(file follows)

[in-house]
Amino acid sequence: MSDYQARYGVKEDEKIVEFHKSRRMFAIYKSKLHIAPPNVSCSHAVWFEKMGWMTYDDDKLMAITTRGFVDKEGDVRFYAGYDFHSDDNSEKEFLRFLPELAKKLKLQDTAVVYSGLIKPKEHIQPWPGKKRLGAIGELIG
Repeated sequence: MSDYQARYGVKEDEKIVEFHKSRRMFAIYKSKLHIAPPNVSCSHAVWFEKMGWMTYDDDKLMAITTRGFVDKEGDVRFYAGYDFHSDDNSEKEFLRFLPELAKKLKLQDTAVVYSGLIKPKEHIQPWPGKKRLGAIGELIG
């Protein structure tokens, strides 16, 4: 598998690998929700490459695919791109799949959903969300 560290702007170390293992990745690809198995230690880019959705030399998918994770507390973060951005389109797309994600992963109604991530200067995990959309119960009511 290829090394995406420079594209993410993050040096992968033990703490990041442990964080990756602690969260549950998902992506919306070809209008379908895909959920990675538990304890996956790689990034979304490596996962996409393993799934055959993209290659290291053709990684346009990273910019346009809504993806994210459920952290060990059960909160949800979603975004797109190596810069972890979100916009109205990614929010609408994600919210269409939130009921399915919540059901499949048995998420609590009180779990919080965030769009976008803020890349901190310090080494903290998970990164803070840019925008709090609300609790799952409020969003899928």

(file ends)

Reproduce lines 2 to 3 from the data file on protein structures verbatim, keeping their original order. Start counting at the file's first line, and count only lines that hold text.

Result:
Amino acid sequence: MSDYQARYGVKEDEKIVEFHKSRRMFAIYKSKLHIAPPNVSCSHAVWFEKMGWMTYDDDKLMAITTRGFVDKEGDVRFYAGYDFHSDDNSEKEFLRFLPELAKKLKLQDTAVVYSGLIKPKEHIQPWPGKKRLGAIGELIG
Repeated sequence: MSDYQARYGVKEDEKIVEFHKSRRMFAIYKSKLHIAPPNVSCSHAVWFEKMGWMTYDDDKLMAITTRGFVDKEGDVRFYAGYDFHSDDNSEKEFLRFLPELAKKLKLQDTAVVYSGLIKPKEHIQPWPGKKRLGAIGELIG